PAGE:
posted by otherwordlyglow at 9:55 AM on February 5, 2010


We have one of the models from this Kelty line (they come with various attachments and therefore prices). It's supposed to be good up to 40 lbs and adjusts pretty easily for different kids/adults. I'm 6'3" and it's maybe not quite optimal in the waist band when fully extended, but I'm not sure there's a better option out there. Likewise, it does a good, but slightly suboptimal, job of distributing weight to the waist from the shoulders, but again I've yet to see something better.
posted by Dr.Enormous at 9:56 AM on February 5, 2010


Oh right, I forgot to mention that I'm 5'2" and my husband is 5'11" and the Snugli works fine for both of us. Not quite as much range as you might need but I think it would be fine for both of you.
posted by otherwordlyglow at 10:01 AM on February 5, 2010


otherworldlyglow, that was a helpful thread, although I still had more questions after it. But it at least got me started!

Checking some of the links from you guys now ...
posted by Eyebrows McGee at 10:05 AM on February 5, 2010


We had a Kelty child carrier that we bought at REI. It was great -- solidly built, full sunshade, detachable daypack (so one parent could take the baby while the other carried diapers and snacks), adjustable six ways to Sunday, etc. We got a lot of good use out of it, and used it with two kids before the younger one outgrew it a couple of years ago (she's now 5). Like you, we mostly used it for day hikes on trails -- nothing too rugged, but we put some miles on it on treks through our foothills.

For a brief time, we also had a much cheaper one we got from a coworker who didn't need it any more. It sucked. This is definitely a case where spending the extra money bought us a much better and more functional unit.

I think you are considering the right things. What I liked about the Kelty was that it was very well constructed and very well padded! It also had a great hip belt and strap/suspension system, so the child was well supported and my back was never really stressed. It also had a kickstand that folded out when we set the backpack down -- not that you could leave a squirming child in that position, but it made it easier to get the thing on and off.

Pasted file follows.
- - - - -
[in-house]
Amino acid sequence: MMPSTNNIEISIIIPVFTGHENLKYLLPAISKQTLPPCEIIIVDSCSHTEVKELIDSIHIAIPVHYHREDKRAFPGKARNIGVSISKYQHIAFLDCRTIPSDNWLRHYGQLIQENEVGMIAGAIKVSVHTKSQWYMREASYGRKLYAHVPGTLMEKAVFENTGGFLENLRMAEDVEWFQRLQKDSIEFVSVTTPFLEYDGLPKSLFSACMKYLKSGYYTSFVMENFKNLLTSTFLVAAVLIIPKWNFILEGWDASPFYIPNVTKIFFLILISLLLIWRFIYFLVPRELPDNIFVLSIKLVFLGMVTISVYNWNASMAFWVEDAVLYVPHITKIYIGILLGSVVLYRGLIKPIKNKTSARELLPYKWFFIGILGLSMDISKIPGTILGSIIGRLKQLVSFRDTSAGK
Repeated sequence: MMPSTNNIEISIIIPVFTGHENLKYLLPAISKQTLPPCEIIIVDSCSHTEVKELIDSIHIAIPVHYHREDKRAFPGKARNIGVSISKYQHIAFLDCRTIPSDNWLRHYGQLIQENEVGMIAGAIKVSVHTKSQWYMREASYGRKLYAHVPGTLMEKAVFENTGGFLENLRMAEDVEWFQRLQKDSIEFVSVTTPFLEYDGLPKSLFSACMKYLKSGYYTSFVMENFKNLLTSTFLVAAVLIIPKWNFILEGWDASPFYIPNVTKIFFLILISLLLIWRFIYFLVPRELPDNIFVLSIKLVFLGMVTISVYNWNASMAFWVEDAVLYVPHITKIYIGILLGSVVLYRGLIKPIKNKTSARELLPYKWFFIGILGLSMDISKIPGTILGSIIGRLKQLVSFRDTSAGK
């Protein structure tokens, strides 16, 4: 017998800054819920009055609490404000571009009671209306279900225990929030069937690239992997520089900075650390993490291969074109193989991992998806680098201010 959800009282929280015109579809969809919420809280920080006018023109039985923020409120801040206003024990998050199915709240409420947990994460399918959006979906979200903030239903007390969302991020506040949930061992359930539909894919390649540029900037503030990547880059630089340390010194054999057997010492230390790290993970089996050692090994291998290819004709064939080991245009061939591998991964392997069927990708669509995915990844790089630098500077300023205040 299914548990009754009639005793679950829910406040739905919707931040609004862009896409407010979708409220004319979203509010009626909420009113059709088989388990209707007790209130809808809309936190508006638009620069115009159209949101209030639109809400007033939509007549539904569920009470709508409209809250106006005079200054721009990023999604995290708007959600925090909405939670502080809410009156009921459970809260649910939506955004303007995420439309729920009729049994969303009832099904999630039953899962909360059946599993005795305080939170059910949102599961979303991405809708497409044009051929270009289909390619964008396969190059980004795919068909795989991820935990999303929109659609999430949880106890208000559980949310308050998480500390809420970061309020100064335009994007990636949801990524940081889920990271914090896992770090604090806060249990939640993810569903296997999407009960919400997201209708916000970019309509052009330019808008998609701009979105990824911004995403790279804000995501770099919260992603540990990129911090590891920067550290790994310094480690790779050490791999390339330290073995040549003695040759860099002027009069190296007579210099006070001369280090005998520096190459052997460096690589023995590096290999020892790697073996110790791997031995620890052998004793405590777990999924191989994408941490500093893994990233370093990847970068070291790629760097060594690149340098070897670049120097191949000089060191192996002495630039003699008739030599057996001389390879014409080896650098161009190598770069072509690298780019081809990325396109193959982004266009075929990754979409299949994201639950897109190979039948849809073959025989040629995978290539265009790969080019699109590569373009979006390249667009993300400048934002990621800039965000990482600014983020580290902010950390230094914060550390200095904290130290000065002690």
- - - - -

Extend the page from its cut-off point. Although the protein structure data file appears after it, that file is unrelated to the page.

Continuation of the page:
Some warnings: if your child is a screamer, this will put their mouth inches from your ear. If they are grabby, avoid tempting earrings and necklaces. Finally, if they kick, say goodbye to your kidneys. Otherwise, we found ours to be great and it really increased our options for getting out of the house.
posted by mosk at 10:10 AM on February 5, 2010


Mountain Equipment Co-Op makes this backpack, which I have not used personally (not a parent), but I know other people who have and who love it.

We had the MEC backpack for our first son, and loved it. We got rid of it (there's a gap between him and our youngest), and recently picked up a second-hand Kelty.

The Kelty is okay, but is a little too complicated and is not as easy to adjust as the MEC carrier. I'm considering selling the Kelty on Craigslist or whatever and picking up the MEC backpack.
posted by KokuRyu at 10:17 AM on February 5, 2010


I have a backpack carrier with the tags still on it, because I have an Ergo. "Don't buy a backpack carrier," said other Ergo owners. "You'll never use it." And they were right.

If they had not been right -- the $$$ tags-on frame carrier is collecting dust; nary a nibble on Craigslist. But the Ergo will sell on eBay for not that much less than what I paid for it; the demand for slightly discounted Ergos is huge. You can basically rent them for $20 given the resale value.
posted by kmennie at 10:23 AM on February 5, 2010 [1 favorite]


Ergo for sure. I could fill pages with all my carrier history and drama but I'll spare you. The Ergo is amazing!! Hiked the Rockies last summer and it was perfect. Love it!!
posted by pearlybob at 10:28 AM on February 5, 2010